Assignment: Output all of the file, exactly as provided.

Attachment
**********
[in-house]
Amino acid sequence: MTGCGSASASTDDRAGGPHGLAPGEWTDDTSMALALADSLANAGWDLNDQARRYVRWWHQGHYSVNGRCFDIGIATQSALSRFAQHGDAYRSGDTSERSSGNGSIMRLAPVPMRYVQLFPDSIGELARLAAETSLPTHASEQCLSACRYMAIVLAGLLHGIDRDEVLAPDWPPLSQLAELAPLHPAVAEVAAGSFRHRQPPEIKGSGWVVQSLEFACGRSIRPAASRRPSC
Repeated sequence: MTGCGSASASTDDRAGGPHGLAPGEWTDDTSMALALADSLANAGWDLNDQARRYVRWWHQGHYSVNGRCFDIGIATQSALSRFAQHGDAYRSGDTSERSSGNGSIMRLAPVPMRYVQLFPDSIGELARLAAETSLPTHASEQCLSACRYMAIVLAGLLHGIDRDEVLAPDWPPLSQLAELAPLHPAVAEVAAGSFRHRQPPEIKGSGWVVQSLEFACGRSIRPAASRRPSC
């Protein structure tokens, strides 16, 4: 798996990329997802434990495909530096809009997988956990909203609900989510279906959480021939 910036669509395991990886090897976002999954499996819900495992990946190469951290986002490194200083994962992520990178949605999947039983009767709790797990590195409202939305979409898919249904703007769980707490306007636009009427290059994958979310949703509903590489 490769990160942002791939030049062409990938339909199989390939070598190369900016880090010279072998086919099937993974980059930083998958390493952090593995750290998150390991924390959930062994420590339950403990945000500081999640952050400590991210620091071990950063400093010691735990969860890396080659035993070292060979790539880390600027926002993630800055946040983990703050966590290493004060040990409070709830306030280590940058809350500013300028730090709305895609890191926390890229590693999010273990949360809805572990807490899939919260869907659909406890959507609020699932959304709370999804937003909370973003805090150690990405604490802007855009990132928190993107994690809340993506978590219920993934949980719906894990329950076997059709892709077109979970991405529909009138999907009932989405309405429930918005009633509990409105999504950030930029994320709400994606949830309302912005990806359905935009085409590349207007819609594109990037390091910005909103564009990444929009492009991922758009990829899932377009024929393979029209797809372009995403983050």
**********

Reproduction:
[in-house]
Amino acid sequence: MTGCGSASASTDDRAGGPHGLAPGEWTDDTSMALALADSLANAGWDLNDQARRYVRWWHQGHYSVNGRCFDIGIATQSALSRFAQHGDAYRSGDTSERSSGNGSIMRLAPVPMRYVQLFPDSIGELARLAAETSLPTHASEQCLSACRYMAIVLAGLLHGIDRDEVLAPDWPPLSQLAELAPLHPAVAEVAAGSFRHRQPPEIKGSGWVVQSLEFACGRSIRPAASRRPSC
Repeated sequence: MTGCGSASASTDDRAGGPHGLAPGEWTDDTSMALALADSLANAGWDLNDQARRYVRWWHQGHYSVNGRCFDIGIATQSALSRFAQHGDAYRSGDTSERSSGNGSIMRLAPVPMRYVQLFPDSIGELARLAAETSLPTHASEQCLSACRYMAIVLAGLLHGIDRDEVLAPDWPPLSQLAELAPLHPAVAEVAAGSFRHRQPPEIKGSGWVVQSLEFACGRSIRPAASRRPSC
């Protein structure tokens, strides 16, 4: 798996990329997802434990495909530096809009997988956990909203609900989510279906959480021939 910036669509395991990886090897976002999954499996819900495992990946190469951290986002490194200083994962992520990178949605999947039983009767709790797990590195409202939305979409898919249904703007769980707490306007636009009427290059994958979310949703509903590489 490769990160942002791939030049062409990938339909199989390939070598190369900016880090010279072998086919099937993974980059930083998958390493952090593995750290998150390991924390959930062994420590339950403990945000500081999640952050400590991210620091071990950063400093010691735990969860890396080659035993070292060979790539880390600027926002993630800055946040983990703050966590290493004060040990409070709830306030280590940058809350500013300028730090709305895609890191926390890229590693999010273990949360809805572990807490899939919260869907659909406890959507609020699932959304709370999804937003909370973003805090150690990405604490802007855009990132928190993107994690809340993506978590219920993934949980719906894990329950076997059709892709077109979970991405529909009138999907009932989405309405429930918005009633509990409105999504950030930029994320709400994606949830309302912005990806359905935009085409590349207007819609594109990037390091910005909103564009990444929009492009991922758009990829899932377009024929393979029209797809372009995403983050």